Thoughts & Essays

On the topic of Twitter likespam.

So, you may be aware, Twitter has a “like” thing, similar to Facebook. On a tweet, you’ll see a little heart you can click to “like” the tweet. Those hearts used to be stars, and they used to be called “favs,” and people used to use them basically like bookmarks. That changed a few years back, and no one was very fond of the change.

Twitter Likes

It wasn’t that big of a deal, but we’d all been using the feature one way and Twitter up and changed the whole thing, and it bunched up a lot of panties for awhile.

But, for the last couple of years, Twitter’s been doing this thing where if you “like” someone’s tweet, it’ll inject that tweet with a little note that you liked it into your followers’ Twitter stream.

Twitter Like Notes

Which is still… I mean, it’s annoying, but it’s not that big of a deal. “Likes” and “favs” were always public. You could always click through to someone’s Twitter profile and see their likes or favs if you wanted to. You just didn’t have to deal with them junking up your Twitter stream.

Here’s the thing though: If you follow a bunch of people on Twitter, it’s because you like or are interested in those people and/or what they have to say. And Twitter has a function called a “retweet,” where if you see a tweet that interests you for some reason, you can click “retweet,” and share that out to your followers. So if I’m following someone, and they retweet someone a few times and I like or am interested in what that new person says, I follow that new person, too. It doesn’t take very long for you to be following a lot of the same people as everyone else in your particular niche interests.

So, the retweet function tends to be pretty “in the moment” when folks on Twitter use it. You might see the same thing retweeted a few times, but it’s generally happening while that tweet is interesting or relevant, so it’s part of the topic of the moment. It helps you gauge interest.

“Likes,” however, get used differently. You “like” something because it’s funny or smart, or as a show of support, not because you necessarily want to show it to everyone else. Also, people like all kinds of random things, whereas they generally retweet on topic. So, you’re rolling through your Twitter timeline, and you generally tweet about politics or information security or fuzzy kittens or something. If you see something on your particular topic – politics or kittens or whatnot – you retweet it. Because it’s on topic for you. But as you’re scrolling, you may also like a bunch of things that have nothing to do with your usual topics.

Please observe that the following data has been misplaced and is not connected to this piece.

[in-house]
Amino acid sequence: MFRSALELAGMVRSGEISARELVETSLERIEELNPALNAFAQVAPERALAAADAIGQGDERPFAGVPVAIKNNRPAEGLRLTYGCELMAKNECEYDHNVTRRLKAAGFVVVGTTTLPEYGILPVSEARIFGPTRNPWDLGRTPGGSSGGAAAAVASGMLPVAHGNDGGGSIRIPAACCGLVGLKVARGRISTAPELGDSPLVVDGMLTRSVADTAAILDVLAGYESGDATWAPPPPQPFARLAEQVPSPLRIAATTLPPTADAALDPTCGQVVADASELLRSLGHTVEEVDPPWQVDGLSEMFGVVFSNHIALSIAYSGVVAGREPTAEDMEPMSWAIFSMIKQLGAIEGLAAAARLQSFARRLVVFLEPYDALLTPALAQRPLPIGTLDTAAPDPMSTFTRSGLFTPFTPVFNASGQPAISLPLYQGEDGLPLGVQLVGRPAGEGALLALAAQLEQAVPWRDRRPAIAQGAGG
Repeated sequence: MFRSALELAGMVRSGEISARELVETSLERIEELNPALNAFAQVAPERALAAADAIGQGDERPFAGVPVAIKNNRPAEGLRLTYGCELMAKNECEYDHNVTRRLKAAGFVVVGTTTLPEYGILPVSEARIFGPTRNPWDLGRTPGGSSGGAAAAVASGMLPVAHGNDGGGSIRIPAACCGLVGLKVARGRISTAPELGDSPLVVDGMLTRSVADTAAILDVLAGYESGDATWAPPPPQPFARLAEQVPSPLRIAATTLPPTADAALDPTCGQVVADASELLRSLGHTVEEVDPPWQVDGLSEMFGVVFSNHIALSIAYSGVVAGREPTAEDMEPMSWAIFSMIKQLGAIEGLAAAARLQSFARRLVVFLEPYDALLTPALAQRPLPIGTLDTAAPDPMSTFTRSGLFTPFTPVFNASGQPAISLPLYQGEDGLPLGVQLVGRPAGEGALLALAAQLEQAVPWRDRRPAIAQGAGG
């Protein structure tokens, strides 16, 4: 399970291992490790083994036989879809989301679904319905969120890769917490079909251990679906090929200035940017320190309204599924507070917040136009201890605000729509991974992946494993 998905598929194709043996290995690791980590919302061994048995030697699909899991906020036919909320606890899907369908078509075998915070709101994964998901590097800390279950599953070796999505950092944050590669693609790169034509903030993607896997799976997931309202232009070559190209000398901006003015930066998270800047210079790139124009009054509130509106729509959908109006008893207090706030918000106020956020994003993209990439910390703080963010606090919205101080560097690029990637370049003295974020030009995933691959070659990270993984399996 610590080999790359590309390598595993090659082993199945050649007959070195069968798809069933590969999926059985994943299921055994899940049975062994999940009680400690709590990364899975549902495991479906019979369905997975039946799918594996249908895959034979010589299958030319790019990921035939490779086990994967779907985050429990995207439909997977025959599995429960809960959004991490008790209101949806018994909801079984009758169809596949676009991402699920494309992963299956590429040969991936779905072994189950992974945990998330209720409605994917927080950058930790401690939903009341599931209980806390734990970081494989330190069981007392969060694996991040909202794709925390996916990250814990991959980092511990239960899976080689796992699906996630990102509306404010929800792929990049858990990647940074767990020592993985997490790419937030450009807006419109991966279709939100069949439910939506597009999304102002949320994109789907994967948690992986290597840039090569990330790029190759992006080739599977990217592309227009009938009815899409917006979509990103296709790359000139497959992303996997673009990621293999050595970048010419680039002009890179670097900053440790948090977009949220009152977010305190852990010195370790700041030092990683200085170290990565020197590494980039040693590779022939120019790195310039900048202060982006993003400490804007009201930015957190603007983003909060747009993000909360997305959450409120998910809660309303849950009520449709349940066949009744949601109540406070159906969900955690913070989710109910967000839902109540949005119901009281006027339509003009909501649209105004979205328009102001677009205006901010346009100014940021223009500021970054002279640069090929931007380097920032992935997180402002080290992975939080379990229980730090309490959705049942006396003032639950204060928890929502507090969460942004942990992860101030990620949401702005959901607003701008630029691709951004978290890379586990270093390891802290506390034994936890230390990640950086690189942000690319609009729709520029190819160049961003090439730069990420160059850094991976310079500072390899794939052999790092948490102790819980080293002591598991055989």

And now suddenly your followers are being hassled with a bunch of off topic junk.

Worse, since your entire circle of followers are all pretty similar-minded, odds are good that they’re following a bunch of other similar-minded people who are all also going through their timelines, retweeting the relevant bits and liking random whatevers… but often all the same random whatevers. Because we’re all relatively similar, so we all think that little quip someone made was clever or funny.

The end result is that I spend the next three days with the same liked tweet showing up in my timeline over and over and over again as new people find it.

This doesn’t happen with retweets. It only happens with likes. It’s just a function of how people use the feature. And it is hella annoying.

There’s no real way to turn this off or stop it from happening. You can go through your timeline and use a dropdown menu on Twitter to tell Twitter that you don’t like a particular tweet. If you go through your timeline and do that for each of the liked tweets that have been injected into your timeline, Twitter will stop showing them to you for a few days. But they always, inevitably, like an outbreak of herpes, come back. I don’t know how it’s hitting everyone else, but I find it wildly frustrating.

There are a few workarounds to get rid of likespam (several methods listed here), but nothing that’s, y’know, user friendly for most folks.

The reason I’m telling you all this is that it points to an ongoing problem with Twitter management: The people who run Twitter have no goddamn idea how or why people use their service. They don’t listen to their users. They add features no one wants and refuse to add features everyone needs. They break functions everyone relies on, shift timelines to be algorithmic instead of chronological, and generally muck up everything related to how their users actually use Twitter.

Twitter is about news and conversations that are happening right now, in the moment, about a given topic. And every new feature, or removal of an old feature, that Twitter has instituted in the last few years, has been about breaking the thread of that conversation. It boggles the mind that Twitter CEOs can be so blatantly ignorant of what their service does and how it’s used.

And all of that is entirely aside from the fact that Twitter is doing nearly nothing to remove abusive users, allows their platform to boost nazis, and sundry other little issues that all lead directly to making Twitter the hellhole cesspool that it is.